Dr. Angelou is the first reason that I began write. I would be happy if I were only able to reach the bottom of the list of times’ greatest writers. Yet, I fear two things: not being knowledgeable enough to encompass true greatness and not finding an audience thirsty enough to receive true greatness. The number of people who see past a superficial society is limited. The focus on societal struggles has been obliterated by selfies, twerking, and being “liked.” And though I make claims to not be as shallow as some, I cannot deny that even I have been contaminated by modern media filth, causing me to often portray a commercialized image and occasionally present watered down versions of the truth. I feel that my growth in wisdom has been delayed and today I pondered how I could proclaim my undeniable love and respect for Dr. Angelou, especially when I have fallen behind in my own journey for more wisdom. The life of a writer is not about fame or performing on a stage. It is about growth and wisdom; two fineries which cannot be grown or bought but are worth more in value than any material purchase. By putting her life in writing, Dr. Angelou asks only that we take where she has been and what she has learned and pass it on to someone else- be it family members, students or a large audience.

I fell in love with writing because I discovered how instrumental writing is to the mental, physical, and sociological development of individuals. The very process of writing forces individuals to think and to push the thinking process past what seems obvious. It forces one to question what we hear and what we have been taught to think. It is a healing mechanism; it is a powerful tool that puts thoughts in a physical form to be passed on. Writing takes what the ears hear and turns it into what the eyes can see; thus, the pen is just as powerful as the tongue. There is a social responsibility to use the gift of writing in a way that is empowering and enlightening. This is what I gained through the constant study of Dr. Maya Angelou by way of Marguerite Johnson, and this is why I love her. Image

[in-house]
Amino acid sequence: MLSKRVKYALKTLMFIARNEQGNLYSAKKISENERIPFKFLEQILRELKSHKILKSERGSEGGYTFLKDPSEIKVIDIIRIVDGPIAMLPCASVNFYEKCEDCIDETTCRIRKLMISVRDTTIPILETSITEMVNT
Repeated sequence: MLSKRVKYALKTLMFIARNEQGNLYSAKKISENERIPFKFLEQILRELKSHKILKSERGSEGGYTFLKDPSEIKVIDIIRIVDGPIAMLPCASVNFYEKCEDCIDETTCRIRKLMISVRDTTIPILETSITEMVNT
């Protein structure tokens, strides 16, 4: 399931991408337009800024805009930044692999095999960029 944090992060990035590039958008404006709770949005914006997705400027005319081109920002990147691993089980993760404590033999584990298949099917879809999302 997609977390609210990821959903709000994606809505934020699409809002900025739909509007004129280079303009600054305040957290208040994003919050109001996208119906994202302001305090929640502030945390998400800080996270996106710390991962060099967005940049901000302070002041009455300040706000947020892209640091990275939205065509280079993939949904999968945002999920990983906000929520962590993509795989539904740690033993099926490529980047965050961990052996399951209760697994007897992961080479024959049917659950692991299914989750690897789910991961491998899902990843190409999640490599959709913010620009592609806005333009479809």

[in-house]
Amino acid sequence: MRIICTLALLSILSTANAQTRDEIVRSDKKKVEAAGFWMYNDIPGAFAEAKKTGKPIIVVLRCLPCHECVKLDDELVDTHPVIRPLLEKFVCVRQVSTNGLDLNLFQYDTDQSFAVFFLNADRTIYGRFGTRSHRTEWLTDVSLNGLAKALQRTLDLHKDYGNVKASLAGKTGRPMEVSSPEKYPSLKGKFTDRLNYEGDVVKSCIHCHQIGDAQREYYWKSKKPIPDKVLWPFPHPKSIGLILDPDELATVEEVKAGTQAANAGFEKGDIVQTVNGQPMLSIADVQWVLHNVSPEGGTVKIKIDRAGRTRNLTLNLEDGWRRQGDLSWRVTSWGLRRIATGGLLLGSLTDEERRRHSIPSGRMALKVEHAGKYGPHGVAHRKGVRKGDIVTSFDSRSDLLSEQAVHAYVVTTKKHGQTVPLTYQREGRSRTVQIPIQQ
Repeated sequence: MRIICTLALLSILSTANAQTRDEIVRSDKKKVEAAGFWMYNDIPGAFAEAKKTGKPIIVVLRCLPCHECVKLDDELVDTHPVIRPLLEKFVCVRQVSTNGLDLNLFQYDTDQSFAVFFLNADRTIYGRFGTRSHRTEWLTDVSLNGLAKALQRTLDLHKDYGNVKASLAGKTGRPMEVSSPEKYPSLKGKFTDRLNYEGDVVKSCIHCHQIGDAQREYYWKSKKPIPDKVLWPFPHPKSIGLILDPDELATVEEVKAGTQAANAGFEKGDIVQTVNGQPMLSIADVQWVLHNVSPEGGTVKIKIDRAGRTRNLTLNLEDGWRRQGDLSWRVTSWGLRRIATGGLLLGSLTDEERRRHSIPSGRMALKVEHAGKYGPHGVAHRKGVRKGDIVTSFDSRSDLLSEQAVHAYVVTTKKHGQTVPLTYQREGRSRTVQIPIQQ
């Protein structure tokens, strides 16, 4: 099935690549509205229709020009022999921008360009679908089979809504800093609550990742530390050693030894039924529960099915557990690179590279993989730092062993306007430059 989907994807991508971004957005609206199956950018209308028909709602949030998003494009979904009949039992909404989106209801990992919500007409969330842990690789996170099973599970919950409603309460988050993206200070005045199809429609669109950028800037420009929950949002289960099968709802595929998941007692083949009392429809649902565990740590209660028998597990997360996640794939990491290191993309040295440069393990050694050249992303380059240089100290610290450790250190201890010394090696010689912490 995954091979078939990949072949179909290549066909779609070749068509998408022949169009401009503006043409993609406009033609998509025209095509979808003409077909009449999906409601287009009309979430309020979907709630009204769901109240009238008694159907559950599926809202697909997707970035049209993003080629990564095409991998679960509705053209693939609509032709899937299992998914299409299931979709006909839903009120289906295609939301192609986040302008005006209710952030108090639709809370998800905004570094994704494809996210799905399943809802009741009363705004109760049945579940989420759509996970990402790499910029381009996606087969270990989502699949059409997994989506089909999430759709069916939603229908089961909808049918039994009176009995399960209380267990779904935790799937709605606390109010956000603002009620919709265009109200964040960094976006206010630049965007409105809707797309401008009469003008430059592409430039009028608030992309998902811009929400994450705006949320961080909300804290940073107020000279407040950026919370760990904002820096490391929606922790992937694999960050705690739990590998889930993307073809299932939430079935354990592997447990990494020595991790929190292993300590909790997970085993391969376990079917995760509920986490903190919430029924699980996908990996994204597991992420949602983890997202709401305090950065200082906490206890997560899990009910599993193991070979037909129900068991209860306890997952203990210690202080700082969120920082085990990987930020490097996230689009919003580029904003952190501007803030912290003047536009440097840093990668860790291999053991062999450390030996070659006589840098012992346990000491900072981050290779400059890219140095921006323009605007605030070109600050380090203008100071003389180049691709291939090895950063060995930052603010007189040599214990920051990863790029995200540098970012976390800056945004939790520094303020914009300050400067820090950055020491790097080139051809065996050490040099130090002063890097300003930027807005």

Am I Deep Enough

In Uncategorized on May 28, 2014 at 3:19 pm

This piece is in my second compilation of poetry, Pennies In My Pocket. I wrote it as an ode to my favorite writers and my fear of not being great enough as a writer to match or even come close to the works of these people. My search is for deep and timeless masterpieces that challenge people to think and be greater…just as all of these writers have done. One of my favorite writers and my most influential writer is Dr. Maya Angelou. I made sure to include her in this piece:

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I’ve been blessed to move far and wide recently

Witnessing the prophetic voices of those who claim
I am the one of the next generation
I will be liberating, enlightening, and keeping it real